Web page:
STUDENTS | March 18, 2022
By Ms. Annette Olszewski, IB Theory of Knowledge Teacher at Kennedy High School
My classroom is one of the best representations of my teaching style. I’m known for my extravagant room that is full of stuffed animals.
At Kennedy, I teach a two-year class called Theory of Knowledge, which is the core course of our IB program and requires a lot of critical thinking. Because my room is a safe space that is friendly and inviting, it enables my students to have deep conversations while still feeling at ease.
I believe that to be a good thinker, you have to know yourself first. Once my students start to understand themselves as thinkers, we talk about how different groups within society affect our thinking, leading to us all having different perspectives on the same idea.
Sometimes my students become fixated on the idea of the “right answer,” and it’s up to me to help them become more comfortable in the gray areas associated with everything from technology to religion to politics to the arts.
Having these conversations with students is especially meaningful to me because teaching is my second career. Prior to being at Kennedy for the past 10 years, I was an actor. I always knew deep down that I would teach at some point, but it was difficult to let go of my other career goals.
I transitioned to teaching to find a little more meaning in my life. Now, 10 years later, I can say that teaching is the hardest thing I’ve ever done and also the most rewarding.
If I had to distill 10 years worth of relationships, memories, and experiences in one word, I would choose “community.” My goal has always been to build a community and a culture of respectful fun in my classroom, and that has allowed me to build amazing relationships with the students at Kennedy.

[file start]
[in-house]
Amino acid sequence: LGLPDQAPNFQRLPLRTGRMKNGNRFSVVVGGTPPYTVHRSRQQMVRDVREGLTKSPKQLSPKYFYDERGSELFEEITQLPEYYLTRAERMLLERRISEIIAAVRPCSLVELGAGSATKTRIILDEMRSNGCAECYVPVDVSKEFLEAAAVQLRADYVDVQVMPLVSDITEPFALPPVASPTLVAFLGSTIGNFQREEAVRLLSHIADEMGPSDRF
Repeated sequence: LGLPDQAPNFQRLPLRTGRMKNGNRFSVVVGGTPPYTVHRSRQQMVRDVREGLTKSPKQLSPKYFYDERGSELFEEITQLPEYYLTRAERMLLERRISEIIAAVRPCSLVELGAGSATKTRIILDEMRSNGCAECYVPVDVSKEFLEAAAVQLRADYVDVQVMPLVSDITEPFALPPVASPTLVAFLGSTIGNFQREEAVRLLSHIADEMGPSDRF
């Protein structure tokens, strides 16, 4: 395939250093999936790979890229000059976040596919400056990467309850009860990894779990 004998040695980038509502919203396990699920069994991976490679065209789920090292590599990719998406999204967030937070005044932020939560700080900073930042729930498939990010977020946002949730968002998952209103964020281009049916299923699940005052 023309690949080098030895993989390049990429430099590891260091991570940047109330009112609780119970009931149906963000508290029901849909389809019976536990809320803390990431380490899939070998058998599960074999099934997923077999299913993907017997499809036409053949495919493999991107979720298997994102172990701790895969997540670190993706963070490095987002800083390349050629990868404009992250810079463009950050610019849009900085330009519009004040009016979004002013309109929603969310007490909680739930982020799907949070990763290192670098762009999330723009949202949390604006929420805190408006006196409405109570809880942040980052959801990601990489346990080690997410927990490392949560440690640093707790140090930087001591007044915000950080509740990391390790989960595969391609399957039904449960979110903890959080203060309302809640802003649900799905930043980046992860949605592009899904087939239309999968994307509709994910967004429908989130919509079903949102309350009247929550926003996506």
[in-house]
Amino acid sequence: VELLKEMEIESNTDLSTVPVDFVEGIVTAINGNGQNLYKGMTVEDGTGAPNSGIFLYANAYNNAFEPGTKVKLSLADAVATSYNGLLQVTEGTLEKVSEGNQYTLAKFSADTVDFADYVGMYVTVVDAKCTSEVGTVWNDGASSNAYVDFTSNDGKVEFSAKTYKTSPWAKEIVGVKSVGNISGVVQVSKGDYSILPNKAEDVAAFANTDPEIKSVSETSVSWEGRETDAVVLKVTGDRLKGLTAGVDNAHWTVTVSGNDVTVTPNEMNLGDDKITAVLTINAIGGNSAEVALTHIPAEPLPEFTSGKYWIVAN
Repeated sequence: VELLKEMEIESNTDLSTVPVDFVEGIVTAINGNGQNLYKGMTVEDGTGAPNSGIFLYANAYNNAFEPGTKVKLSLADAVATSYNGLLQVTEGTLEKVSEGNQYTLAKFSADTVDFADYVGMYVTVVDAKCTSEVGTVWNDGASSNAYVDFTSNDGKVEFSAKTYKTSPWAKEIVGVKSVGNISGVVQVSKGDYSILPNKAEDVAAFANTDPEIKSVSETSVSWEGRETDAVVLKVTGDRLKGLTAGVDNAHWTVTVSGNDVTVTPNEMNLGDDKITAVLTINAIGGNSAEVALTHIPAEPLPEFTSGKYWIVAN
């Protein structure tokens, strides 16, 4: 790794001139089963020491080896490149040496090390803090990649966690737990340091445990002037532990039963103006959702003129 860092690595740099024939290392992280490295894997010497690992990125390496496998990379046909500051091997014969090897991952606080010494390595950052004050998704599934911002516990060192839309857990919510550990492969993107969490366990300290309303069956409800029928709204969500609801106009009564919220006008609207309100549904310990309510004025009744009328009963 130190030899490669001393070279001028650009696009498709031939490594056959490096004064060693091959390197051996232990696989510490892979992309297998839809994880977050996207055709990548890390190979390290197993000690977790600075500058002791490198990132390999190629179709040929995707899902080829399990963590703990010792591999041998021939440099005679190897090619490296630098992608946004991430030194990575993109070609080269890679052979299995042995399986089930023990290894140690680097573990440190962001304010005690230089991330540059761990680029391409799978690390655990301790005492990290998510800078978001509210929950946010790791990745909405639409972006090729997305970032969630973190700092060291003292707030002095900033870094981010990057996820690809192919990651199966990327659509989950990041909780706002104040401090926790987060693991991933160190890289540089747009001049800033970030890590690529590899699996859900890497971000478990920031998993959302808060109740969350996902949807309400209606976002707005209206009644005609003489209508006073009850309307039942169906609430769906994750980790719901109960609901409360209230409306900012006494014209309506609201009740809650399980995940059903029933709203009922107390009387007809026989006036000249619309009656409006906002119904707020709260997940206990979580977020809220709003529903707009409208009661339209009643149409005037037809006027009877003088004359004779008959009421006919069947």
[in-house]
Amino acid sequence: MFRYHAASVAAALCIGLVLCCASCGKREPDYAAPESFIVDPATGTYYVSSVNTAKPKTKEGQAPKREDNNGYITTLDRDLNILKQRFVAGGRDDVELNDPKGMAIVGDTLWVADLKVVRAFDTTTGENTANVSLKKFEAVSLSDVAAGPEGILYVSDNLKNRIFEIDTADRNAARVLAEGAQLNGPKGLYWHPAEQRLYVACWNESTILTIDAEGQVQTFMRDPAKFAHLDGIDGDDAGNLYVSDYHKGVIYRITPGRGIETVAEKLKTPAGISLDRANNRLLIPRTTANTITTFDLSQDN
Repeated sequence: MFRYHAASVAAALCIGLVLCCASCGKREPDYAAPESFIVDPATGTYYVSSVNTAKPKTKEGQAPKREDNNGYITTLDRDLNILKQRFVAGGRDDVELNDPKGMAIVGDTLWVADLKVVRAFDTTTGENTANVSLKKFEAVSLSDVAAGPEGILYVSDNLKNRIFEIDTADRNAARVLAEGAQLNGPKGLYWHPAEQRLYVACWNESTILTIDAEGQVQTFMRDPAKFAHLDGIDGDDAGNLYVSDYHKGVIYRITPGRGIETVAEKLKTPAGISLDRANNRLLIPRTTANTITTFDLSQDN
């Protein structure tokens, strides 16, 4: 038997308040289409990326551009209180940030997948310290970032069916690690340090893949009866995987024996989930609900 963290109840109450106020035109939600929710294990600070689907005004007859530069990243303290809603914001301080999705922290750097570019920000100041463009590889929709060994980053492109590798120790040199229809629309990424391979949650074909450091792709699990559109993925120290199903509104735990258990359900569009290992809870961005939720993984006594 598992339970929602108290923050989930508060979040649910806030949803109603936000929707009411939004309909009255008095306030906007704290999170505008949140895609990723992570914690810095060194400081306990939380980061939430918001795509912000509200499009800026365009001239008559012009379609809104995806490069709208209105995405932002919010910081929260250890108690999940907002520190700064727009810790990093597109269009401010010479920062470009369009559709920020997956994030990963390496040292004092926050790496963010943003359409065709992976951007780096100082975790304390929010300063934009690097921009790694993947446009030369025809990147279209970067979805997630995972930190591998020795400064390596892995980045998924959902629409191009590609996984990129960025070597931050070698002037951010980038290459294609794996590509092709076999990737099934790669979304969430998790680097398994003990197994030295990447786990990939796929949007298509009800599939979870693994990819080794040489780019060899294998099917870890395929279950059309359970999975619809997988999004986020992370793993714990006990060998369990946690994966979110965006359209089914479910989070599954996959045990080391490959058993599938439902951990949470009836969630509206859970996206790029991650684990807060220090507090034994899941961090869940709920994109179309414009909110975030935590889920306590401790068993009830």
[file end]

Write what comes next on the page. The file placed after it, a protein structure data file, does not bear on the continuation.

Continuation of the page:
Our students are always trying to make the world a more equitable place, and that inspires me on a daily basis.
I want to offer my students a new perspective on how they make decisions and then back up those decisions as they navigate through life. My class centers on logic, and I want them to understand that there can be errors in your logic when you’re building an argument.
Therefore, you need to be careful and clear with the evidence you use to back up your claim. I also enjoy teaching moral philosophy and the factors behind what we consider right versus wrong.
This is already challenging work made all the more challenging by the pandemic that we are currently facing. I’ve had to be very conscious of my students’ mental health and focus more on social-emotional learning throughout the year.
I was recently named a Golden Apple finalist, and I can’t think of a better year to receive that honor. To find out that someone believes in you and your teaching, especially during such a difficult time, was just perfect. I screamed so loud when I found out.
My students should have those special moments that uplift them too. I hope my classroom can continue to be a space where they occur frequently and for everyone.
Ms. Olszewski is one of our 13 finalists for the Golden Apple Award for Excellence in Teaching. See all of the finalists here.